The British currency has continued its retreat from post-election highs thus far in 2020, carving out a series of lower-lows on the charts amid repeated failures to gather any kind of sustained upward momentum. And those failures, combined with Friday's signals from the charts, have led Jones and the Commerzbank team to turn neutral in their short-term outlook for the Pound-to-Dollar rate.
"Only a close below 1.2872, the recent low would put the 55 week ma at 1.2800 and the 200 day moving average at 1.2691 back on the plate," Jones says. "Only above the downtrend [1.3075] would negate downside pressure for recovery to initially 1.3285 and the 2015-2020 resistance line at 1.3412."
Above: Pound-to-Dollar rate shown at daily intervals.
Pound Sterling: What to Watch
Pound Sterling ceded ground to most rivals last week and with the economic data calendar falling quiet for the week ahead, the Sterling-negative tone of the Brexit negotiations and other international factors are expected to drive price over the coming days.
There are no major economic releases due from the UK this week so Sterling exchange rates to be driven by any developments in the Brexit process, risk appetite in the broader market as well as the movements of other currencies.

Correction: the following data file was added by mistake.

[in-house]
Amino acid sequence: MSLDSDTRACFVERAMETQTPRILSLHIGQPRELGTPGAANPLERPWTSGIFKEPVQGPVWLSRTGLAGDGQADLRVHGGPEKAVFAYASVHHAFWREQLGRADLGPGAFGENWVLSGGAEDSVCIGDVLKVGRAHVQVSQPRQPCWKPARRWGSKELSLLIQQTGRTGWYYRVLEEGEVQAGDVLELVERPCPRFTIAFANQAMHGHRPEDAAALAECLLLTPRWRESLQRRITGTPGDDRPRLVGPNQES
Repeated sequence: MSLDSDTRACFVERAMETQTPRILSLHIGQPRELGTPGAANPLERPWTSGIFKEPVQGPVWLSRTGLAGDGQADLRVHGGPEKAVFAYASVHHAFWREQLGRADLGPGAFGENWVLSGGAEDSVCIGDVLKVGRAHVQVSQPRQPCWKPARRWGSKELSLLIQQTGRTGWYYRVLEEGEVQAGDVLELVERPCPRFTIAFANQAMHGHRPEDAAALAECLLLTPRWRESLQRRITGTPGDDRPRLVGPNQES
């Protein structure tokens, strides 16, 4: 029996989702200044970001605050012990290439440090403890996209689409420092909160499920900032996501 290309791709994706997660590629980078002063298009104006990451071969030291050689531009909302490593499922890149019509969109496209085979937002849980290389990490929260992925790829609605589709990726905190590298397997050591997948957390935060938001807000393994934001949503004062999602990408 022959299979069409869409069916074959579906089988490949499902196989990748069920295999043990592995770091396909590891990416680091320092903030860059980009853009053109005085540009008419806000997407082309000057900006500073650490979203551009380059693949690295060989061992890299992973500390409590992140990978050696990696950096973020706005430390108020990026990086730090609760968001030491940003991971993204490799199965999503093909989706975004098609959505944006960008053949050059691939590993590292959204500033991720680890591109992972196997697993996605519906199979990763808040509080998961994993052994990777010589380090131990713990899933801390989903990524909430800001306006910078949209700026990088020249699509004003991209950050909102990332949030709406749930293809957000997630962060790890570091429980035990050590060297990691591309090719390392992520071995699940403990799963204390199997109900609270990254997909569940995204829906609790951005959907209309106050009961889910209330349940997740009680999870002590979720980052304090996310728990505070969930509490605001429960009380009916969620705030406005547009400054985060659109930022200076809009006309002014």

The Brexit talks don’t formally begin until March although prelude to them has seen both sides setting out their respective stances in what has sometimes been a confrontational manner and some analysts have warned that tensions could soon become a weight around the ankles of the Pound.
“We suspect that markets are increasingly pricing in the uncertainty related to the UK-EU upcoming trade negotiations. In this view, we would not be surprised to keep seeing data-driven GBP gains to be prevalently short-lived as investors turn increasingly bearish on the pound,” says Chris Turner, head of FX strategy at ING. “Next week will be a quiet one in terms of data releases, which leaves the balance of risks for GBP/USD tilted to the downside, mostly because we expect any potential comment by both EU and UK officials about trade negotiations to be increasingly hawkish and hardly conciliatory.”